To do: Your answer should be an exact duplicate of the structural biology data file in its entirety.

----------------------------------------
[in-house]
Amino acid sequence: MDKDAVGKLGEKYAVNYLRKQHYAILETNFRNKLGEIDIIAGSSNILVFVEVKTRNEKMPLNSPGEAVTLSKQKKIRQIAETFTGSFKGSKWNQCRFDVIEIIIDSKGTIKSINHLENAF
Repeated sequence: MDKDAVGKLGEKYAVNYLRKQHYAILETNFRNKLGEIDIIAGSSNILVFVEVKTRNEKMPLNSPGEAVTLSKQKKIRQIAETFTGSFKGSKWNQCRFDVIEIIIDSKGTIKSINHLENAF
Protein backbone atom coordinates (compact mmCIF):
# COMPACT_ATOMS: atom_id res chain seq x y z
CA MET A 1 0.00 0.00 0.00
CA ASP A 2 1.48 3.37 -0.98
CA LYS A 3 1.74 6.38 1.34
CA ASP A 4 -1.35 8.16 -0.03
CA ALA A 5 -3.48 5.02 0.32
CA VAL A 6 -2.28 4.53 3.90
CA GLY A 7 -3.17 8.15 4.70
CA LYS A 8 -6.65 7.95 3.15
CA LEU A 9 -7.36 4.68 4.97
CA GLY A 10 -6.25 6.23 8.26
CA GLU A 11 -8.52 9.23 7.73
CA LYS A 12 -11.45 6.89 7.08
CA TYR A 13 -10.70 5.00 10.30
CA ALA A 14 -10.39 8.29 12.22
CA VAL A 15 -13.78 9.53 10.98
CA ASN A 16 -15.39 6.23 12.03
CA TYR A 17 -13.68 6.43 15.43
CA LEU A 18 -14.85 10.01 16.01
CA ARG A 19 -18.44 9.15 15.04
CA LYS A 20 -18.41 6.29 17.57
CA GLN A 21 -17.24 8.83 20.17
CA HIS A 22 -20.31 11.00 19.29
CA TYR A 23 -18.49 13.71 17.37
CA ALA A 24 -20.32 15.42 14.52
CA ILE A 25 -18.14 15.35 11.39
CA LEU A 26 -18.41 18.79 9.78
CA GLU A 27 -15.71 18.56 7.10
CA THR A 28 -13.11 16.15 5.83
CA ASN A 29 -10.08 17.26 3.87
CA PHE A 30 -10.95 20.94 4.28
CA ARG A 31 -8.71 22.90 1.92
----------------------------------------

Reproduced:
[in-house]
Amino acid sequence: MDKDAVGKLGEKYAVNYLRKQHYAILETNFRNKLGEIDIIAGSSNILVFVEVKTRNEKMPLNSPGEAVTLSKQKKIRQIAETFTGSFKGSKWNQCRFDVIEIIIDSKGTIKSINHLENAF
Repeated sequence: MDKDAVGKLGEKYAVNYLRKQHYAILETNFRNKLGEIDIIAGSSNILVFVEVKTRNEKMPLNSPGEAVTLSKQKKIRQIAETFTGSFKGSKWNQCRFDVIEIIIDSKGTIKSINHLENAF
Protein backbone atom coordinates (compact mmCIF):
# COMPACT_ATOMS: atom_id res chain seq x y z
CA MET A 1 0.00 0.00 0.00
CA ASP A 2 1.48 3.37 -0.98
CA LYS A 3 1.74 6.38 1.34
CA ASP A 4 -1.35 8.16 -0.03
CA ALA A 5 -3.48 5.02 0.32
CA VAL A 6 -2.28 4.53 3.90
CA GLY A 7 -3.17 8.15 4.70
CA LYS A 8 -6.65 7.95 3.15
CA LEU A 9 -7.36 4.68 4.97
CA GLY A 10 -6.25 6.23 8.26
CA GLU A 11 -8.52 9.23 7.73
CA LYS A 12 -11.45 6.89 7.08
CA TYR A 13 -10.70 5.00 10.30
CA ALA A 14 -10.39 8.29 12.22
CA VAL A 15 -13.78 9.53 10.98
CA ASN A 16 -15.39 6.23 12.03
CA TYR A 17 -13.68 6.43 15.43
CA LEU A 18 -14.85 10.01 16.01
CA ARG A 19 -18.44 9.15 15.04
CA LYS A 20 -18.41 6.29 17.57
CA GLN A 21 -17.24 8.83 20.17
CA HIS A 22 -20.31 11.00 19.29
CA TYR A 23 -18.49 13.71 17.37
CA ALA A 24 -20.32 15.42 14.52
CA ILE A 25 -18.14 15.35 11.39
CA LEU A 26 -18.41 18.79 9.78
CA GLU A 27 -15.71 18.56 7.10
CA THR A 28 -13.11 16.15 5.83
CA ASN A 29 -10.08 17.26 3.87
CA PHE A 30 -10.95 20.94 4.28
CA ARG A 31 -8.71 22.90 1.92